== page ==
In order to get the Deschenes Commission to investigate the possibility that the denounced was a Nazi war criminal, it was unnecessary to supply any allegation at all, either of war crimes or of any other kind of crimes, or of being wealthy or speaking German or owning black dogs or of selling European furniture  139 202 247 248 418 429 733

Gratuitous allegations were sufficient to launch an investigation

Or if there was some allegation of Nazi involvement, the denouncer may have made it gratuitously, with the Commission performing its investigation anyway: Denounced on the basis of loose talk in Canada

The denunciation might allege not the denouncer having witnessed war crimes in Europe, but only hearing the denounced talk in Canada, which however never came with proof, and so could easily have been fabricated by the denouncer (as it had been in the Frank Walus case), and which denunciation could be made with impunity because the denounced would be expected to deny having said those things whether he had really said them or not:

Unknown or concealed or misrepresented denouncers

Sometimes the denouncer was unspecified 198 or unnamed 658 or anonymous 248 305 429 433 643.1 648 or could not be found 202 493 555 736 or both anonymous and could not be found 096 588

Incapacity among the ranks of the denouncers

The denouncer was occasionally irrational, unreliable, senile, or relying on someone who was senile: Neither Canadian background, nor Allied war service, offered protection from denunciation

Sometimes the Canadian background of the denounced made it implausible or impossible for him to also have been a Nazi war criminal, as by his having been born in Canada 139 248 633; having entered Canada in 1929 and not returned to Europe during the war years 599; or "has lived all his life in Canada and was drafted into the Canadian army for a short time in 1942"  122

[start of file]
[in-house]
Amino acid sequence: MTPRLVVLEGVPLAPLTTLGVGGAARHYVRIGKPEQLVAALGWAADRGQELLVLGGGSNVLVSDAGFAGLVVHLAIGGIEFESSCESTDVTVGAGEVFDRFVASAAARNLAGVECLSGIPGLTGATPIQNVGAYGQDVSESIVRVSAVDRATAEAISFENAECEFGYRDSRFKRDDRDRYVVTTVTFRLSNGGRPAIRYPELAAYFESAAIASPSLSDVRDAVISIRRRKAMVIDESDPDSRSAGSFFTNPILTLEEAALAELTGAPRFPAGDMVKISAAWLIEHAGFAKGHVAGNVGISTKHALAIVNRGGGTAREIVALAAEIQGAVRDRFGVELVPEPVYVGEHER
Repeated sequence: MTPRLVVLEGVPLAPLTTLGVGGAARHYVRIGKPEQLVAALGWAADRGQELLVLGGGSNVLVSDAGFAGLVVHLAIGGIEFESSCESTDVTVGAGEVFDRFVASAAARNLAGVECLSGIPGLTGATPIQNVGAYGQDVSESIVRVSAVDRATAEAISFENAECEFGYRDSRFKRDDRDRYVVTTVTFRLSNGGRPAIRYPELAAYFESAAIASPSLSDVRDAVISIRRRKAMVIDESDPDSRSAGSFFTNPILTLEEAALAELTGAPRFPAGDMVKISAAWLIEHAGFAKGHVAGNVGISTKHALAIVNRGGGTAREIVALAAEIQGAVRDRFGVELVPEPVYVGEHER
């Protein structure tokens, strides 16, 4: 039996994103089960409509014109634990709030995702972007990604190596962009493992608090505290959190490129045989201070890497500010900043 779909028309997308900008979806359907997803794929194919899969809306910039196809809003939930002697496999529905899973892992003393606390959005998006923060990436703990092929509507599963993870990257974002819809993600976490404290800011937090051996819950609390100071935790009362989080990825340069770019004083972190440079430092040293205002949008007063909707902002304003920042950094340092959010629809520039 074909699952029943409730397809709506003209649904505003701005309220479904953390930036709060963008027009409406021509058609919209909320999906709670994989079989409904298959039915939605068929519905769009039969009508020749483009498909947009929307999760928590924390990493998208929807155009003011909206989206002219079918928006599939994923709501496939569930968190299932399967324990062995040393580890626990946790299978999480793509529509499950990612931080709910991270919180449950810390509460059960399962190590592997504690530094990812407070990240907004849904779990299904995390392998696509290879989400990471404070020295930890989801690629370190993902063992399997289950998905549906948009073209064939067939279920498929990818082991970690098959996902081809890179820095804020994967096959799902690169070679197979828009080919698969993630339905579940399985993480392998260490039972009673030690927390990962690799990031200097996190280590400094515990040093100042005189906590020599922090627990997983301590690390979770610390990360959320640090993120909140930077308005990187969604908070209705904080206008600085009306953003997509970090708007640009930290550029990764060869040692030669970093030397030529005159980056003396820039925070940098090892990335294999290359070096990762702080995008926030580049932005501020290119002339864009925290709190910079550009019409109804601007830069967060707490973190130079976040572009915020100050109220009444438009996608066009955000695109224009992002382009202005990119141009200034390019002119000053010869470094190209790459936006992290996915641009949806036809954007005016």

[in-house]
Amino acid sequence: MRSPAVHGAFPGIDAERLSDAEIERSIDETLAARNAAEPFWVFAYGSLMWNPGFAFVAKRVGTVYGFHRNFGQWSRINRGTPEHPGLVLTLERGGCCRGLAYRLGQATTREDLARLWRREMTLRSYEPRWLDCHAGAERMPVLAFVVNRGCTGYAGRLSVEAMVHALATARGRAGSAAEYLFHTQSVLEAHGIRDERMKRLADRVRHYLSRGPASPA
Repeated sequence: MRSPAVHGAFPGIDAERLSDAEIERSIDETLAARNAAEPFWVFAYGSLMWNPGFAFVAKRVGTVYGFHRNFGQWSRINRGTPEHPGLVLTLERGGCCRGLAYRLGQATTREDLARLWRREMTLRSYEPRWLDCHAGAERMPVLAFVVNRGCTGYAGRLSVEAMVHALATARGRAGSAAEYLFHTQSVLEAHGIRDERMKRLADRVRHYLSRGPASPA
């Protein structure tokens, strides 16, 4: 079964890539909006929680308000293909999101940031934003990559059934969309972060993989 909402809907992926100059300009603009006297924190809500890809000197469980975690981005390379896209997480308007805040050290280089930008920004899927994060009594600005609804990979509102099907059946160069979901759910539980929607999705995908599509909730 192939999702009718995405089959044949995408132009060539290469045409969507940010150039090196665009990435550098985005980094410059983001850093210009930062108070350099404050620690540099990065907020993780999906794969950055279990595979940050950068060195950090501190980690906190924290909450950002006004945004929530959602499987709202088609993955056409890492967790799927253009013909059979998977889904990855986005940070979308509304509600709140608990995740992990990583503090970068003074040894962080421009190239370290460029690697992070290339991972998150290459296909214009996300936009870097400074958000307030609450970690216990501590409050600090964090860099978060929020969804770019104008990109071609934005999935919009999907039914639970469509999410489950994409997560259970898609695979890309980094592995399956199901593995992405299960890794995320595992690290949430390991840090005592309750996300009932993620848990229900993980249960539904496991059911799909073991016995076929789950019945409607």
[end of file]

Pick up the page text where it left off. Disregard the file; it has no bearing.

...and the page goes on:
In one case, he who was investigated by the Deschenes Commission for purposes of ascertaining whether he might be a Nazi war criminal had fought against, and been captured by, the Germans: "he was a pilot in the Allied Air Force and had been taken prisoner by the Germans"  247

The denouncer having been born in Canada had implications too, as such a denouncer would not be "in a position to identify anyone who might have been involved in war crimes"  644

Non-culpable German military service offered no protection from denunciation either

Commission investigators would often discover that someone accused of having been a member of the SS had been only in the Wehrmacht (regular army) 648, or that someone accused of having been a member of the Gestapo had been only in the Luftwaffe (air force) 658

Age presented no barrier to being denounced

Often the denounced was too young to have committed war crimes during WW II, or at least the war crimes alleged, with the age of the denounced at the end of the war in 1945 being the critical piece of disqualifying information:

One denounced was born in 1885, and thus would have been 101 years old at the time of the Deschenes Commission Report in 1986, and therefore not a promising subject for investigation because of the improbability that he was alive, or if alive that he would survive a trial, or would even be fit to stand trial  041

It was not unusual for a denunciation to consist of hearsay

The knowingly absent and dead were denounced

As the Deschenes Commission was looking for war criminals living in Canada, it had no interest in investigating war criminals outside Canada, or war criminals that were dead, and yet sometimes the denouncer appeared to know that the person he denounced was not living in Canada 150 151 293 306 337 381 425 or was dead 425 772

Those who claimed to have information were sometimes uncooperative

Denouncers appeared to expect not to have to explain or justify their denunciations, and therefore when interviewed might refuse cooperation 056 or opt for amnesia 291.  Sometimes a source other than the denouncer seemed to have information but refused to disclose it: "The Commission interviewed a source related to the newspaper who seemed to indicate that he knew that the subject resides either in Canada or in another country, but he refused to divulge the information"  257

Sometimes the ulterior motivation showed

Occasionally, the ulterior motivation of the denouncer became apparent: "The Commission subsequently learned that the subject under investigation and the complainant were related by marriage and that the complainant had allegedly threatened to ruin the subject financially some years ago"  733

Sometimes the information was too skimpy for a complete investigation

Sometimes the superficiality of the research showed